Now attach the top frame to the base with pocket hole screws on the cooler side and with 1-1/4″ screws through the cleats in the storage bay. Use glue on all the top surfaces for a good hold.
Cut two 46″ long 1″ wide shelf stretchers and eleven 16-1/2″ shelf slats. Attach the slats to the stretchers with glue and a brad nailer. For consistent spacing start with the outer slats and then secure the middle slat. From there fill in the gaps spacing the slats ~3/4″ apart.
Test fit your cooler in the opening and remove the cooler drain plug since you’ll need it later. Then reach a marker through the cooler drain and mark a spot on the left side of the patio cooler. Drill a 1-1/4″ hole in the side for the plumbing fittings.
Flip the grill cart combo over and put the cooler in place. Secure the cooler by installing three 15″ cooler supports into the front and back with 1-1/4″ pocket screws.
3. Make the Patio Cooler Box and Grill Bay Lids
Grill Bay Lid
Flip the DIY patio cooler back over and cut four 15-3/4″ long storage bay lid pieces. Put a chamfer on the boards with the trim router like the body cladding. Drill a 1″ hole in the middle of one board and chamfer the top edge of the hole.
Next cut two 13-1/2″ by 1″ wide lid battens. Then line the lid boards up and fasten the boards together using the battens, glue and 1-1/4″ screws.
Make 4 small 1-1/2″ x 2″ storage lid tabs. Round one corner of the tabs and install them in the top corners of the storage bay with glue and brad nails into the top corners of the storage bay.
Cooler Box Lid
Build the frame around the cooler lid based on your own cooler measurements. The sides should be 3/4″ taller than your lid. I cut two lid front/back pieces to 25-1/4″ by 2″ and two side piece 13-1/2″ by 2″. Join the frame with 1-1/4″ pocket hole screws.
Cut 3 lid support cleats to 13-1/2″ by 1″ and attach them to the front and back with pocket holes. Place the outer cleats so they are directly over the side ridges on your lid that mate with the cooler body. You’ll be screwing into the lid later and don’t want the screws to pop through the underside of the lid.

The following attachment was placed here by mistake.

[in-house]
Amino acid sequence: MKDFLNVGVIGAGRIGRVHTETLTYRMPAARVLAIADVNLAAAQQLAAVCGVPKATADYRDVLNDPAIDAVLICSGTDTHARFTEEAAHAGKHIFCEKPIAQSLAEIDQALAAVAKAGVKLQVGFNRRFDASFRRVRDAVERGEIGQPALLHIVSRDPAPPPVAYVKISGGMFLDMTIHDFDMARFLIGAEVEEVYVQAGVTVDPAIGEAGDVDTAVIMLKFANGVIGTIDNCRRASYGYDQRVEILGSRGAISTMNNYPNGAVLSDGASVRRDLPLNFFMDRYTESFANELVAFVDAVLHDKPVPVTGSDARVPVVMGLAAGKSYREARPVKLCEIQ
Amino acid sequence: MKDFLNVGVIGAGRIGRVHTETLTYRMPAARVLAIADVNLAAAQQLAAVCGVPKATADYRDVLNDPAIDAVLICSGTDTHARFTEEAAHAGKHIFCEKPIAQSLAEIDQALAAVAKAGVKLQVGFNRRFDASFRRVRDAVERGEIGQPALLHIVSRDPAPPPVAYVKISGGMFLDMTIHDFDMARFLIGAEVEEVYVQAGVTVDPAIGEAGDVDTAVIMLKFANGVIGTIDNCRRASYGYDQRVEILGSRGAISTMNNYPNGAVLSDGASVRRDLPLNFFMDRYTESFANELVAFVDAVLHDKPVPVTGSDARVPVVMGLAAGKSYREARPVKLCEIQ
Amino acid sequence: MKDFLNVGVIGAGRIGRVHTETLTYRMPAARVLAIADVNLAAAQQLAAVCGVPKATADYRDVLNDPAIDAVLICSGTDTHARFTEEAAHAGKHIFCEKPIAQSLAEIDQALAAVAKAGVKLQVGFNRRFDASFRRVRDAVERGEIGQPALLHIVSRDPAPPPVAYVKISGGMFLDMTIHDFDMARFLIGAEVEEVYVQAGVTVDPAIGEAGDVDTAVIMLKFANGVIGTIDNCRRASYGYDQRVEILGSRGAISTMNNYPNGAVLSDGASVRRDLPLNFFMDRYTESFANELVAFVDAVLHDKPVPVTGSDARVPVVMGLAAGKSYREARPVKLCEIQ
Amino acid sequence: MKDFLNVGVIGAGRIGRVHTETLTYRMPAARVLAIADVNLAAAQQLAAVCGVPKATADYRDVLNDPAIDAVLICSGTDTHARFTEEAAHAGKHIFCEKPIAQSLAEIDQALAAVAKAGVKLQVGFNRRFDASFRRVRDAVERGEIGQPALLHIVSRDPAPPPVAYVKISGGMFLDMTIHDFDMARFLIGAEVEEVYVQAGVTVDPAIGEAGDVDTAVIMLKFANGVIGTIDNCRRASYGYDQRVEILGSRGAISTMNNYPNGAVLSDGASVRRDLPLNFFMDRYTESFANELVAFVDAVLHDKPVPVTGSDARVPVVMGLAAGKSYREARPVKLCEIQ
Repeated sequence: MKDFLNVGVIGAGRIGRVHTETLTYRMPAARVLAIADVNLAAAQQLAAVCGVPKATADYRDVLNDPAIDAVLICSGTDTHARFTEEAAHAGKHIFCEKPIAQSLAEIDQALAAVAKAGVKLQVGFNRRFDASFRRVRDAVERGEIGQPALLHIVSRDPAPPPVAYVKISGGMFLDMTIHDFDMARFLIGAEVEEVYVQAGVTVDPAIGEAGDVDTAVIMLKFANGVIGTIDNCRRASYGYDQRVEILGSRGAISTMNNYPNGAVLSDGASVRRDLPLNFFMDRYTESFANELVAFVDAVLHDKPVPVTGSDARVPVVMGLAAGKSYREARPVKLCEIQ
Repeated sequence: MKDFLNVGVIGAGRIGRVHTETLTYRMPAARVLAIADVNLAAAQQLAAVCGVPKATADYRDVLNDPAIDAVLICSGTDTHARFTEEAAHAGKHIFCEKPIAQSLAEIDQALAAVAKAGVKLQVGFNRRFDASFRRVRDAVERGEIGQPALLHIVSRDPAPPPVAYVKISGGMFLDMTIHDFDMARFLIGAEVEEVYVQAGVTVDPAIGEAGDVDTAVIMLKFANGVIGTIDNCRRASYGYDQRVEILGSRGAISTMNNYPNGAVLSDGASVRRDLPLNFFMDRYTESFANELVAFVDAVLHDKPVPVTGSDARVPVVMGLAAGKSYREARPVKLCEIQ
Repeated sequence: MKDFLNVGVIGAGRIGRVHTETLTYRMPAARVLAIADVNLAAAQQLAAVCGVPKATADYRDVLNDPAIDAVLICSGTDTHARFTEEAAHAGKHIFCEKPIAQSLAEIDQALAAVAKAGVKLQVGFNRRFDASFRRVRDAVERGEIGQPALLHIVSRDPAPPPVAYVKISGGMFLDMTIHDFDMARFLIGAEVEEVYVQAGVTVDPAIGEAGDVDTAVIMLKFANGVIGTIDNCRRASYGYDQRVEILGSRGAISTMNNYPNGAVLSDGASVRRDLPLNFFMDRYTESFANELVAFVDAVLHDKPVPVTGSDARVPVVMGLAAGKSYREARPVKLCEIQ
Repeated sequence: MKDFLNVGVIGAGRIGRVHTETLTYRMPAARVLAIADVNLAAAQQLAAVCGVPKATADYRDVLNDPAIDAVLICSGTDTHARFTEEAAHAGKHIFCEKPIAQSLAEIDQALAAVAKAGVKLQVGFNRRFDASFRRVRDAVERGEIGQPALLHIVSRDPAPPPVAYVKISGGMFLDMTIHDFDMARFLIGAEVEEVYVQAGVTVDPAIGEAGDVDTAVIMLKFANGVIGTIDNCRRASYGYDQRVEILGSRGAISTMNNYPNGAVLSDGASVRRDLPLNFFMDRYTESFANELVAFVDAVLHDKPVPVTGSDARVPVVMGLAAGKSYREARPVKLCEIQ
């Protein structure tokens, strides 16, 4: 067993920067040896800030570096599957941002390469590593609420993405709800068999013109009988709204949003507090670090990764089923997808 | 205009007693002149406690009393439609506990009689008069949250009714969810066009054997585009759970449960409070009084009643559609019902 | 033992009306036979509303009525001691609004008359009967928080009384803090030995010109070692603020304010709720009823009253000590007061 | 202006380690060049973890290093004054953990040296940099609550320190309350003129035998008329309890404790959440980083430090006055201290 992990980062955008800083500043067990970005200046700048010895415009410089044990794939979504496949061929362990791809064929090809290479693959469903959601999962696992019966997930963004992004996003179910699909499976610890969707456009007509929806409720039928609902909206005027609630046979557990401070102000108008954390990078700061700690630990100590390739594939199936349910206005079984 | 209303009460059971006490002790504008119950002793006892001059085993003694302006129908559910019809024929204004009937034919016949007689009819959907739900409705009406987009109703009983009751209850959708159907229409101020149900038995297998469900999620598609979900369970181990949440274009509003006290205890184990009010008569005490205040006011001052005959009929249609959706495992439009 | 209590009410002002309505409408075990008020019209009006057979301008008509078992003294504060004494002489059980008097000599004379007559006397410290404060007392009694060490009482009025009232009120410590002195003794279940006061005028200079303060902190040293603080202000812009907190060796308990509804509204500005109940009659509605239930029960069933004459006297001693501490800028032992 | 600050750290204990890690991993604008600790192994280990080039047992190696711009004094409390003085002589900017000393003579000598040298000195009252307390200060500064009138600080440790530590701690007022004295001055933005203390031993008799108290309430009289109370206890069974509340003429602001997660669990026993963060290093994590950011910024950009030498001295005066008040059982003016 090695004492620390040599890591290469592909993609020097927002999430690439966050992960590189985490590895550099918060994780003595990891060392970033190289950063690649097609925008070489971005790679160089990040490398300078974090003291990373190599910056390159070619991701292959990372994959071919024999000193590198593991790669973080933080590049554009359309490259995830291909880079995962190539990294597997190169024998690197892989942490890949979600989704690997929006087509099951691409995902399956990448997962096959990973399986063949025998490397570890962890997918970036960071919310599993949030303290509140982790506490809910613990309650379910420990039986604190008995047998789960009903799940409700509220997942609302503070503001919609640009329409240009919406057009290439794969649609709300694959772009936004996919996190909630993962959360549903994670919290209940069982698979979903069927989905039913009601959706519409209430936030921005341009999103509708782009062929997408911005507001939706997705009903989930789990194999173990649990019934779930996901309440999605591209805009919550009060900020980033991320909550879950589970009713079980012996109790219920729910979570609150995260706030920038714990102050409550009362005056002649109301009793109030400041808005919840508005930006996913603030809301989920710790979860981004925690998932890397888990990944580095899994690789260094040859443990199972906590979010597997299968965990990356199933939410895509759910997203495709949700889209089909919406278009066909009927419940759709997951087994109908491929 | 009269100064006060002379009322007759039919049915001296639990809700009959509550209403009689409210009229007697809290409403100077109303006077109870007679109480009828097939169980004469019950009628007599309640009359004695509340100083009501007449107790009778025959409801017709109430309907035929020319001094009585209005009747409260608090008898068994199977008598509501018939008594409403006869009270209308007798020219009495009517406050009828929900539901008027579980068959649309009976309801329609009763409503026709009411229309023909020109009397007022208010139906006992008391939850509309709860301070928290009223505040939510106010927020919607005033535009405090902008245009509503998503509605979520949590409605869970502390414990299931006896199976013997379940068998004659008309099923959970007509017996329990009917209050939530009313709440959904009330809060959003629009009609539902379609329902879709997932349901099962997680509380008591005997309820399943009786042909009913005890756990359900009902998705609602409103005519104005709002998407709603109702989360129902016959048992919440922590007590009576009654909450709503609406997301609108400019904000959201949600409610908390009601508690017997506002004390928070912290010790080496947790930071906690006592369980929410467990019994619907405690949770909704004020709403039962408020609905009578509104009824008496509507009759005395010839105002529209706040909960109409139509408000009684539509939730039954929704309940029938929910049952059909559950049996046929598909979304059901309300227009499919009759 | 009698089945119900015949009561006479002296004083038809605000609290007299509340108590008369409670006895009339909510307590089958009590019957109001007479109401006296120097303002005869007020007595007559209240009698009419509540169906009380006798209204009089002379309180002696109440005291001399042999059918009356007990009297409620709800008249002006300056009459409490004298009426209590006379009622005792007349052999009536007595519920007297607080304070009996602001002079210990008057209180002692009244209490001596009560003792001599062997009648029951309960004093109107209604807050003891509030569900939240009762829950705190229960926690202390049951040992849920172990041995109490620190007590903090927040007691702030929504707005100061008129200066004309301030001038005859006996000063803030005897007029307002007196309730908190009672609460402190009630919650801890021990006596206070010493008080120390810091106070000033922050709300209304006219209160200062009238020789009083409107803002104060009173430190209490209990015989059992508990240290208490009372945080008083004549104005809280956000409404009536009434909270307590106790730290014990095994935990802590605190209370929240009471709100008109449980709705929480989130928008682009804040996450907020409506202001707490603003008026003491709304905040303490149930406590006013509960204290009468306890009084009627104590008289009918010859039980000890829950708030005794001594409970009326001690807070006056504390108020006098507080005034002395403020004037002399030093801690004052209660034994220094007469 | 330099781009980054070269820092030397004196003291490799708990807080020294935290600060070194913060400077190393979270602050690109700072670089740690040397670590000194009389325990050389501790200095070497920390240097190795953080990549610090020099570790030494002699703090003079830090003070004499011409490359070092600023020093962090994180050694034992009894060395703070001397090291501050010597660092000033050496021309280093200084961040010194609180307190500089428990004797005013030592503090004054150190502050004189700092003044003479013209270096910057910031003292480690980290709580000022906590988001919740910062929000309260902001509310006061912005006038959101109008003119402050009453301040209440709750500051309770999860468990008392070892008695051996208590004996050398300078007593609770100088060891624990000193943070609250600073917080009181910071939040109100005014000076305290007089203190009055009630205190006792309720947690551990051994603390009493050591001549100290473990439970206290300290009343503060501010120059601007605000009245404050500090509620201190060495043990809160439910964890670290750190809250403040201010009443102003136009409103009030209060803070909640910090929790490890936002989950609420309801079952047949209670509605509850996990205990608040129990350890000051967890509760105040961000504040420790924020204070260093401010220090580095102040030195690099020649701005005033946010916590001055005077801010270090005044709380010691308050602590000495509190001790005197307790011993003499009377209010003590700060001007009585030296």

Then make 5 lid top pieces out of 25-1/4″ boards. Route the 45 degree chamfers on these boards just as the others. Layout the boards on the top and cut the center piece to width to fit. Use super glue and temporarily affix the full size boards to the edges of the frame.
Flip the lid over and permanently attach the lid boards to the cleats with 1-1/4″ screws.
Flip the lid over again on top of the cooler. Now secure the top to the cooler lid with 1-1/4″ screws through the outer cleats into the lid. Attach the center board with wood glue on the center cleats and super glue on the outer edges. The super glue will bond quickly and the wood glue will give a long lasting hold. Assembling the lid this way give you a super clean look with no nail or screw holes…SCORE!
4. Install the Cooler Drain & Lower Shelf
Remove the drain from your cooler and keep the washer on the inside. Get two 1/2″ PVC male threaded adapters, a length of 1/2″ PVC, a 1/2″ nut and a hose bib for the outside of the cooler.
The length of the PVC pipe will vary per installation. Cut a hose bib mounting block to 3-1/2″ by 3-1/2″ and drill a 1″ hole through it for the male adapter. Glue up the final PVC parts and install them on the hose bib and mounting block. Then install them into the cooler box and lock in place using the nut in the cooler.
Sand everything down to 150 grit and apply your finish at this point. I used a Spar Urethane made for outdoors so it will wear well.
After the finish is dry, install the lower shelf so the bottom is 2-1/2″ up from the floor. I would recommend turning the patio cooler on it’s top to do this vs. laying it on its back like I did 🙂
5. Add Hardware to the DIY Patio Cooler Cart
Then I put some grilling accessories into the storage side and it worked great to hold them all. I just put some little dividers in there to keep them separated. And if you need help picking the right grilling and barbeque setup for your backyard, check out this helpful article from Porch.com.
Alright, you’re all finished up! Put the DIY patio cooler cart out on your deck and let the good times roll this summer. If you want to see some other great summer projects, check out my Outdoor Projects Page. And if you build one of your own then post a picture below!